Michael “Michi” Strasser is a key science driver for increasing our understanding of submarine mass movements through scientific ocean drilling. He has enthusiastically conducted research on mass transport deposits induced by historic mega earthquakes in the Nankai Trough and also by the 2011 Japan Trench mega earthquake and tsunami. His achievements have significantly contributed to our understanding of the causes and mechanisms of such deformable sediments and their tectonic backgrounds. Importantly, these scientific achievements are also highly relevant to human society in terms of natural geohazards.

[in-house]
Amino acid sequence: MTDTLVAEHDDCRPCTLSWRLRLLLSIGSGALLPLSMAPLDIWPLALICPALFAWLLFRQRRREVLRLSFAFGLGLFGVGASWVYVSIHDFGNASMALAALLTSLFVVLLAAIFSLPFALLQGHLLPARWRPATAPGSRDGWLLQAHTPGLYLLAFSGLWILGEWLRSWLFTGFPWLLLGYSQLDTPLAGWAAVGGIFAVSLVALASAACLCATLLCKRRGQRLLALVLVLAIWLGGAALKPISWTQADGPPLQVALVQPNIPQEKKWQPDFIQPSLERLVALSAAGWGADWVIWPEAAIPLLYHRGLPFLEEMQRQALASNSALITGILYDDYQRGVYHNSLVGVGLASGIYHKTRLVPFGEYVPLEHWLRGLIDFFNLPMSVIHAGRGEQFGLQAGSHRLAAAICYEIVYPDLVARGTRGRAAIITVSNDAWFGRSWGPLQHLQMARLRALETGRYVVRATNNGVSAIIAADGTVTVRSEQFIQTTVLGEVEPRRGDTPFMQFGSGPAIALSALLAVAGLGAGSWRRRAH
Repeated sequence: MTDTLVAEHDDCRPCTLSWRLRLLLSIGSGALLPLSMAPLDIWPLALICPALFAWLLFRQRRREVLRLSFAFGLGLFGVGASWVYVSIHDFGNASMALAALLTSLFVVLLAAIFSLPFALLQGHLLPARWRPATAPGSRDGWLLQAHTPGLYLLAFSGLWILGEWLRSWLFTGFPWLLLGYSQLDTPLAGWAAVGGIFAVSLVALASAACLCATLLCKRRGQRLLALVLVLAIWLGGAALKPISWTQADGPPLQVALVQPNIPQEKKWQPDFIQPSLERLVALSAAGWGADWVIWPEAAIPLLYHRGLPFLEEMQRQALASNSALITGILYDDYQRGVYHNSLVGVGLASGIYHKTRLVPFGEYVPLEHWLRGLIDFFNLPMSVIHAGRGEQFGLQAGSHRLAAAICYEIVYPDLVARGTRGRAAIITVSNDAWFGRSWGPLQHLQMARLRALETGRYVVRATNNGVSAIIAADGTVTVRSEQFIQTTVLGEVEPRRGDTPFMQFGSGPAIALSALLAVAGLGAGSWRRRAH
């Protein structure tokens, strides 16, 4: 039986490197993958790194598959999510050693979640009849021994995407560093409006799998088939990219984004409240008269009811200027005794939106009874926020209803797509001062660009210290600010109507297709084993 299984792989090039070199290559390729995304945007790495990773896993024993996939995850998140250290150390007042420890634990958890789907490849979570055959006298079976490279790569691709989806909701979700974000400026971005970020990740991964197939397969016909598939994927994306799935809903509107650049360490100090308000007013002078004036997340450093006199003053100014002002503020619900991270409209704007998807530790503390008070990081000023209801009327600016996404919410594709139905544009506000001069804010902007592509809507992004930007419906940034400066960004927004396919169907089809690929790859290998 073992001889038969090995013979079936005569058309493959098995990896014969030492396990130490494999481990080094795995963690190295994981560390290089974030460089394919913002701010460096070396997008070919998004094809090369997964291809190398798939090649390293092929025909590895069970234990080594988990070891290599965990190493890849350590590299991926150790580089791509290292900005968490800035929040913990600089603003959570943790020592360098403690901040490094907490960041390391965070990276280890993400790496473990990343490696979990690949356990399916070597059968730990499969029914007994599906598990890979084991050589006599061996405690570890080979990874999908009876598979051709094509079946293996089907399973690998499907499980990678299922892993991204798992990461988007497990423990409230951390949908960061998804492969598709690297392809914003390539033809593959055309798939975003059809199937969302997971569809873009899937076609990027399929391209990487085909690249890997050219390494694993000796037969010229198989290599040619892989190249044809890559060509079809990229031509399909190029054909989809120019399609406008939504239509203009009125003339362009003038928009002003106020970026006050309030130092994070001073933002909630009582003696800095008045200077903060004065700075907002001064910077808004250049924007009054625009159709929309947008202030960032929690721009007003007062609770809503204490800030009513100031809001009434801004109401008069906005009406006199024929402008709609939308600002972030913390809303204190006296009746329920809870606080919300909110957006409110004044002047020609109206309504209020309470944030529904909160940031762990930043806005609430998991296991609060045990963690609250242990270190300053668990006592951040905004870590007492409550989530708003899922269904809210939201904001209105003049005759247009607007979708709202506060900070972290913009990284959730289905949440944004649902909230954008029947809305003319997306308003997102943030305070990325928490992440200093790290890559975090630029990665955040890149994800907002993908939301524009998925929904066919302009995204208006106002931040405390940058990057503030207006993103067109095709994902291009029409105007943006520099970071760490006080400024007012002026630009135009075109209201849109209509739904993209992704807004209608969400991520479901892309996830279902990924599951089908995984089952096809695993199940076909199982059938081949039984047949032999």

Beginning with his Ph.D., he initiated his research with the study of Swiss lake sediments and proposed a novel method to reconstruct magnitudes and source areas of prehistoric earthquakes. By combining sedimentology, exploration geophysics, and geotechnical methods on seismic slope stability, he quantified prehistoric earthquake intensities produced by subaquatic sediment failure. In 2007–2008, he participated in the Nankai Trough Seismogenic Zone Experiment sailing on the D/V Chikyu as a member of the scientific team during Integrated Ocean Drilling Program (IODP) Expedition (Exp.) 316. As a shipboard sedimentologist, he clarified the origin and evolution of a tsunamigenic thrust system based on slope failure sediments. In 2010, he assumed a leadership role in proposing the Nankai Trough Submarine Landslide History (NanTroSLIDE) project, again using the D/V Chikyu, and served as a co–chief scientist during IODP Exp. 333. One of the most fascinating scientific achievements resulting from IODP Exp. 333 was his 2011 paper, which presents several novel aspects of a submarine landslide study combining the use of X-ray computed tomography and 3-D seismic interpretations of the targeted area.